Year-end Spending Legislation Reflects Neurosurgery’s Priorities
On Dec. 20, President Donald J. Trump signed the fiscal year 2020 domestic spending bill (Further Consolidated Appropriations Act, 2020, H.R. 1865), which was previously approved by the U.S. Senate by a vote of 71-23 and the House of Representatives by a vote of 297-120. The new law (P.L. 116-94) includes several provisions of interest to neurosurgery:
- Provides $41.68 billion to the National Institutes of Health. Funds include $500 million for the Brain Research through Application of Innovative Neurotechnologies (BRAIN) Initiative to map the human brain; $818 million for research on opioid addiction, development of opioids alternatives, pain management and addiction treatment; $12.6 million for research on childhood cancer and structural birth defects; and funding for research on the deadliest cancers, which include anaplastic astrocytoma, diffuse intrinsic pontine glioma, glioblastoma and high-risk neuroblastoma.
- Provides $68 million for injury prevention activities at the Centers for Disease Control and Prevention, including $12.5 million to support firearm injury and mortality prevention research; funds to investigate the establishment of a national surveillance system to determine the incidence of sports- and recreation-related concussions among youth aged 5 to 21 years; and $6.7 million for traumatic brain injury
- Encourages the Centers for Medicare & Medicaid Services (CMS) to collaborate with the Food and Drug Administration and consider approved devices and therapies for unique post-surgery patient populations for effective pain management; ensure that payment changes do not further exacerbate workforce shortages; and not make payment changes to robotic stereotactic radiosurgery and robotic stereotactic body radiation therapy in the freestanding or hospital outpatient settings.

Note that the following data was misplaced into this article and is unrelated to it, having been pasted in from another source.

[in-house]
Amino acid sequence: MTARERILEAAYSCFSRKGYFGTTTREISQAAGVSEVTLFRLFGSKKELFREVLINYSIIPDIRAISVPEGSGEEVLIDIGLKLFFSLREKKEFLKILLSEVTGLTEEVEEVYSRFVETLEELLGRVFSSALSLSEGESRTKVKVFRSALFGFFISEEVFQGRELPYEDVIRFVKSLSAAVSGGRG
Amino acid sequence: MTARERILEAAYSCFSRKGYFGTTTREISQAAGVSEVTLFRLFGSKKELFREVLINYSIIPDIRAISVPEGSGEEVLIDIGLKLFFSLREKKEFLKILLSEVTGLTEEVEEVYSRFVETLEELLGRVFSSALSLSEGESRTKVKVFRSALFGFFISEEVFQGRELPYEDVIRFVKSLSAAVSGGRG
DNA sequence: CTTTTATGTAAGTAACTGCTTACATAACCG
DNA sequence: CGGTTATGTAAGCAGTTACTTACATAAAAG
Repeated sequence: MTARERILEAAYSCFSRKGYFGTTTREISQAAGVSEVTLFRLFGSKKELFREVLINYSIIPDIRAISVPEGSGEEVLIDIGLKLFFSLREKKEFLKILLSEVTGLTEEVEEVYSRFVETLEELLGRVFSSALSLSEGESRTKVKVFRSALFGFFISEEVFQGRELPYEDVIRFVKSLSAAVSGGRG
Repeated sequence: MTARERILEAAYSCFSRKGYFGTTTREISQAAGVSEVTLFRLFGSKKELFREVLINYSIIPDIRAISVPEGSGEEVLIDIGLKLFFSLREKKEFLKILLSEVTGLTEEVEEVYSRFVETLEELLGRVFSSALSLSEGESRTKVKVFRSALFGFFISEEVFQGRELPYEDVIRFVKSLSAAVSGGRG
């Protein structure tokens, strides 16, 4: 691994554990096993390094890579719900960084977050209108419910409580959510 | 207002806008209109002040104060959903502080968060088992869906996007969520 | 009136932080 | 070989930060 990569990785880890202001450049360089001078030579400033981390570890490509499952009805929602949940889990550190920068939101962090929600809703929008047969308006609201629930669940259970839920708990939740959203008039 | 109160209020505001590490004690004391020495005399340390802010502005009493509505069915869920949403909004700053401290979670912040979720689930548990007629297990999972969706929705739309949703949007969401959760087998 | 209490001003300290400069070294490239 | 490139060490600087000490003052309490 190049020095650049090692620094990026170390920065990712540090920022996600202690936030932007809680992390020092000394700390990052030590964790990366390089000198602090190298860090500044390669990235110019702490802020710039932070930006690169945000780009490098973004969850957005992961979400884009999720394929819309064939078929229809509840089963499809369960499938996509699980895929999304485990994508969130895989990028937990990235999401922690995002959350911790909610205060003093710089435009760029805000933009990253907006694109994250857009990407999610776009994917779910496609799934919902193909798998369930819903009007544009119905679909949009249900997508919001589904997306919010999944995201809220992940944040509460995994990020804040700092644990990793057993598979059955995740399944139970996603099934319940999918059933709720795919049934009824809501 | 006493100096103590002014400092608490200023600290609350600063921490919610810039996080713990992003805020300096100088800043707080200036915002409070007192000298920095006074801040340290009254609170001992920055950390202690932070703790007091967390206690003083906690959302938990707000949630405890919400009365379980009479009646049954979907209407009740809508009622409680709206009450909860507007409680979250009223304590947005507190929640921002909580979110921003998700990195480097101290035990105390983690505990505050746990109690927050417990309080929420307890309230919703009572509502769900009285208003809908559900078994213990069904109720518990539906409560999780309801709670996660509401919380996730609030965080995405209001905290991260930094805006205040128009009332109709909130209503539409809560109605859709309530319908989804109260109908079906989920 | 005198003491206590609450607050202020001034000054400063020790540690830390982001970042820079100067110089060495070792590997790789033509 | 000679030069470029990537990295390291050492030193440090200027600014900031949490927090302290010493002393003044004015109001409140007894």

In addition to discretionary spending items, the legislation incorporates other health care policy matters of interest to neurosurgery, including:
- Extending the work geographic practice cost index floor, which increases reimbursement for physicians practicing in certain rural areas through May 22, 2020;
- Extending funding for the Patient-Centered Outcomes Research Institute for 10 years through September 2029; and
- Permanently repealing the 2.3% medical device excise tax, an AANS/CNS priority since 2010.
CNS and AANS Comment on New Surprise Medical Bills Proposals
On Dec. 9, bipartisan House and Senate committee leaders announced an agreement on legislation to address surprise medical bills. House Energy and Commerce Committee chair Frank Pallone, Jr., (D-N.J.) and ranking member Greg Walden (R-Ore.), along with Senate Health, Education, Labor and Pensions (HELP) Committee chair Lamar Alexander (R-Tenn.), released a summary of the Lower Health Care Costs Act. The compromise — which uses a median in-network payment benchmark for out-of-network care and includes a restrictive independent dispute resolution (IDR) process — fails to incorporate neurosurgery’s key principles. In commenting on the proposal, the CNS and the AANS expressed concerns that the compromise will harm patient access to care.
Following this announcement, on Dec. 11, House Ways and Means Committee leaders, chair Richard Neal (D-Mass.) and ranking member Kevin Brady (R-Texas), announced their surprise medical bills framework. The CNS and the AANS expressed appreciation for this effort, noting that “Congress must implement a thoughtful and balanced approach that will protect patients from unanticipated medical bills for out-of-network care, while at the same time facilitating a process to quickly, efficiently and fairly resolve physician and health plan billing disputes.”
On Dec. 5, nearly 900 smaller and independent physician practices across medical specialties sent a letter to Congress that outlines the potentially devastating unintended consequences that certain legislative proposals to solve surprise bills could have on physicians' ability to care for their patients. The CNS, AANS, Council of State Neurosurgical Societies, California Association of Neurological Surgeons and the Neurosurgery Executives’ Resource Value and Education Society helped drive nearly 50 neurosurgical practices to sign the letter. The Out-of-the-Middle coalition, of which the CNS and the AANS are members, issued a press release highlighting the letter.